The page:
A federal jury convicted Chicago Democrat William Beavers of tax evasion.
A jury decided that Beavers, an old school Chicago ward boss who once dubbed himself “the hog with the big nuts,” was guilty of hiding money from the IRS in order to avoid paying income taxes.
Beavers was convicted on four counts for failing to report tens of thousands dollars from his campaign fund on federal tax returns between 2006 and 2008. He’s also charged with not reporting a nearly $69,000 campaign check he used to boost his city pension payouts – and $1,200 a month he received from his County Board account.
Earlier, the Cook County Commissioner's federal tax-evasion trial took a colorful turn Thursday, when one defense attorney sprinkled his closing arguments with voice imitations, a reference to Lindsay Lohan and mocking jabs at the government’s star witness.
But Sam Adam Jr., the colorful defense lawyer who also represented ex-Illinois Gov. Rod Blagojevich, accused federal prosecutors of contorting the evidence against his client.
“They are trying to bamboozle you,” Adam told jurors, prompting Judge James Zagel to sternly warn him against making personal attacks during his closing argument.
Earlier, during the government’s closing statements, Assistant U.S. Attorney Carrie Hamilton said Beavers initially stopped reporting campaign money as income after getting hit with a big tax bill in 2005, a year when his tax returns reflected a $43,000 taxable campaign payout.
He started his scheme to avoid paying more taxes, Hamilton said.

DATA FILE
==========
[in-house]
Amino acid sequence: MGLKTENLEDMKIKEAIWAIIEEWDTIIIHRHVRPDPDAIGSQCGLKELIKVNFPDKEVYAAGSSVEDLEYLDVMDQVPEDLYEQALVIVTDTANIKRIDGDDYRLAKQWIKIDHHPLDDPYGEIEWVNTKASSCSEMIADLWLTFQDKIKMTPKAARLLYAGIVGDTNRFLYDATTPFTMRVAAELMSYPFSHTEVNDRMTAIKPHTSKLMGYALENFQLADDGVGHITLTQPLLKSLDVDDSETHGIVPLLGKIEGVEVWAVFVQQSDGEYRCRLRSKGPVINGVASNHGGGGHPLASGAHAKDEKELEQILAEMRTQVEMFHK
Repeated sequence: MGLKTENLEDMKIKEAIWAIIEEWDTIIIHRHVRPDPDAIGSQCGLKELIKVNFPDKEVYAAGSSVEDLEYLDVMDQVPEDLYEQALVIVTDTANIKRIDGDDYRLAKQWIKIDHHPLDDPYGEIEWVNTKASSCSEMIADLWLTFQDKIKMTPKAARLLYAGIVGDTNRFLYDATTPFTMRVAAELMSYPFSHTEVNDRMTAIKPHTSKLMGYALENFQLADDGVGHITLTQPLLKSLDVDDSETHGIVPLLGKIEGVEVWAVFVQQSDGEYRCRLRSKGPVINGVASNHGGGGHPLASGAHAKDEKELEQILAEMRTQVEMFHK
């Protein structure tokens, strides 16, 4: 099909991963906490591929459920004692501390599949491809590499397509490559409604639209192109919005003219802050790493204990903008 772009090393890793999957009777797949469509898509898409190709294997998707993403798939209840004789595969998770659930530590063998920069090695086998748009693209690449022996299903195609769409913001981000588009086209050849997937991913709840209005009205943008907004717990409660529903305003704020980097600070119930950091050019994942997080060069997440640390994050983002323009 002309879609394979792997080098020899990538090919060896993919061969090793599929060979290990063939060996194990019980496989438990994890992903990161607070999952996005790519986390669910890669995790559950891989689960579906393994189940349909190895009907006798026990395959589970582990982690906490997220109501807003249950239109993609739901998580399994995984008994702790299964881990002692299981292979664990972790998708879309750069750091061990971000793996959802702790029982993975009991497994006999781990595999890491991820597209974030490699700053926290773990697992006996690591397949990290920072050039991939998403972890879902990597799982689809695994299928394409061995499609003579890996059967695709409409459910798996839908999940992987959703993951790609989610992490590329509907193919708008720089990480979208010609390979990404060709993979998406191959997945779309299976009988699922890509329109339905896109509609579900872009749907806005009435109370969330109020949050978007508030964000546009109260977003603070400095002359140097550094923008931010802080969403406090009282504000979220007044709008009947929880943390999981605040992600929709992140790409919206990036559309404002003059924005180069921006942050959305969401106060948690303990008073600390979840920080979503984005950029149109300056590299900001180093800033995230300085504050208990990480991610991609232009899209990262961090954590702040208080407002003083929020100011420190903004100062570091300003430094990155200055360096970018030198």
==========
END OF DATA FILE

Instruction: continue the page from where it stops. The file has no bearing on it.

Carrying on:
“It was not a mistake. It was not inadvertent. It was intentional,” she said. “He knew that he had to claim that money and he did not.”
But it was Beavers’ penchant for playing the slots at the Horseshoe Casino in Hammond, Ind. – and his nearly $500,000 in gambling losses between 2006 and 2008 – that the government turned to in trying to establish a main motive for the alleged scheme.
Of the 100 campaign checks Beavers cut himself, 73 were cashed on the same day he was playing the slot machines, Hamilton said. She pointed to trial testimony showing that Beavers frequently wrote himself campaign checks, cashed them, and was then gambling just minutes later.
Beavers covered his tracks by retroactively noting on check stubs and other documents that the checks he wrote himself were for campaign expenses – even though some expenses were incurred months after the checks were cashed, Hamilton said.
She also pointed to testimony from the government’s star witness, IRS Agent Paul Ponzo, who said he couldn’t find a single scrap of paper to bolster Beavers’ claim that he simply loaned himself the money and always intended to pay it back.
But Adam spent much of his hour-plus closing statement ridiculing Ponzo. He also suggested the government shouldn’t rely on Ponzo’s analysis of Beavers’ tax documents – which he called a “Ponzo scheme” – because the agent once failed an accounting exam.
“That’s like Lindsay Lohan telling Betty Ford how to tell people how to get off drugs,” he said. “That’s like Lovie Smith telling Phil Jackson how to win championships.”
At the heart of Adam’s lively closing statement was his contention that Beavers’ intent – whether he meant to repay the money he withdrew – was the only thing that should matter to jurors. Adam pointed to evidence that Beavers eventually paid back nearly 87 percent of the money he withdrew, even if there were no loan documents.
Judge Zagel had previously ruled no one can speak to Beavers’ intent but the commissioner himself, who announced Wednesday he would not testify, after months of promising he would.
Earlier, Adam for the first time acknowledged his client “may have a gambling problem,” but suggested Beavers used his own personal cash for gambling, not campaign money.